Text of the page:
Narcissism and Hypochondria
Narcissistic personalities may be particularly vulnerable to hypochondria.
Posted November 11, 2021 | Reviewed by Vanessa Lancaster
- Some hypochondriacs are not looking for a cure for their ailment but rather a witness to their suffering.
- Often narcissistic personalities are vulnerable to hypochondria because they transform their psychological frailty into physical fragility.
- Narcissistic personalities may fear falling apart physically because they sometimes know that their sense of self can be abruptly shattered.
Narcissistic personalities are particularly vulnerable to hypochondria and morbid fears of death.
In an earlier blog, I wrote about one narcissistic dynamic present in some hypochondriacs – the search for an ideal mother who is concerned for the child’s symptoms and expresses empathy for their pain. These hypochondriacs are not looking for a cure for their ailment but rather a witness to their suffering. They go from doctor to doctor, desperately seeking an omnipotent professional able to sort out all the disappointments of earlier doctors. But the inevitable disappointment of the idealized doctor results in criticizing their incompetence, making the doctor less sympathetic to their pain. Often the patient’s perpetual dissatisfaction alienates spouses, friends, and relatives, creating a self-fulfilling prophecy.
Other narcissistic personalities are vulnerable to hypochondria because they are in touch with their fragile self. They transform their psychological frailty into physical fragility. These narcissistic personalities fear falling apart physically because they know that their sense of self can be abruptly shattered. A real or perceived criticism can turn their feeling of self-righteous superiority into feeling like a nobody.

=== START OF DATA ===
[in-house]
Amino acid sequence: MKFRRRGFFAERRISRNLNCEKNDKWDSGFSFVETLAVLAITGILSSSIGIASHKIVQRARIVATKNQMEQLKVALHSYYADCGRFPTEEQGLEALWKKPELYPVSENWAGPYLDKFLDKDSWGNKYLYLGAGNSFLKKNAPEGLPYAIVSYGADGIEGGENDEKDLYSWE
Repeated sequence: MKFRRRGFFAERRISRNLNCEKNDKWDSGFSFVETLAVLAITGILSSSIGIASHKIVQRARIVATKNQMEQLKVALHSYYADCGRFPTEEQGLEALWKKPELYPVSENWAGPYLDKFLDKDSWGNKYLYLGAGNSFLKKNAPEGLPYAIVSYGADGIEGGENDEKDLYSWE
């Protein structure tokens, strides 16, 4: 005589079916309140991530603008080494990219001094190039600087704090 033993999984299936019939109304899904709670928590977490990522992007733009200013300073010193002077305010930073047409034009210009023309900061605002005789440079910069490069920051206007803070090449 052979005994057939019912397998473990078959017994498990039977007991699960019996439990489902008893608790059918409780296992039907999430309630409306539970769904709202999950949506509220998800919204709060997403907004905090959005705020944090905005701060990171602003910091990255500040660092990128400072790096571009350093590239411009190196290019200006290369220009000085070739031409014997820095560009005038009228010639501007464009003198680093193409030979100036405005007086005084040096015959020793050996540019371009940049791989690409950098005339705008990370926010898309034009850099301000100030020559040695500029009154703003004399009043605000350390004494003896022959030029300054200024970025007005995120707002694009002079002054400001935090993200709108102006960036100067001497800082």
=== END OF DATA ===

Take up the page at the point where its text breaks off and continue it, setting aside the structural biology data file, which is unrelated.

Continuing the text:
My patient, Barry, often feels that he will have a stroke; he feels that his body is falling apart and is frequently sure he is dying. Early in our work together, Barry insisted that his problems were physical rather than psychological. If I did not concur that his body was falling apart, he would go into a rage and threaten to end treatment. He wanted affirmation that his pain and suffering were real. I had to find a way to communicate that I believed him and understood his pain, but the cause was not organic.
At first, I agreed with him that he might have a physical problem and that he should go to a doctor to find out rather than perseverating about it. It took him two years before he made an appointment with a doctor. The doctor reassured him that he was healthy, but he was worried about having a stroke again in a few days. After repeating this dynamic multiple times, Barry was able to see that fear of having a stroke was a displacement of anxiety about something that worried him, and ruminating about dying was anxiety about his tenuous sense of self falling apart.
It took years of work together for Barry and me to develop a process by which we backtracked from the stroke or the conviction he was dying until we found the trigger that had destabilized him. Usually, the trigger was something he judged to be a transgression of his values (e.g., he lied to someone or omitted the truth). Remorse threatened his sense of self because he was unable to tolerate his imperfection. He experienced a stroke instead of bearing the pain of having done something hurtful to someone.
In the session with me, when we backtracked to the trigger of his “stroke,” he felt guilty, projected his judgment onto me, and then felt shame and rage because I could see his imperfection. But by the end of the session, he felt relieved and calm.
In conclusion, we can see that Barry's fear of self-fragmentation was displaced onto his body. Each time we worked through what had triggered his “stroke” or feeling that he was dying, his sense of self strengthened. He learned that he was able to tolerate his transgressions and started forgiving himself. The more he was able to forgive himself, the less he needed to displace his guilt into physical symptoms.
Nancy McWilliams, (1994). Psychoanalytic Diagnosis: Understanding Personality Structure in the Clinical Process, New York: The Guilford Press.
Dolores Albarracin, (2015). "Narcissism and Object Relations in Hypochondria", Psychoanalytic Review, Volume 102, No. 4, August.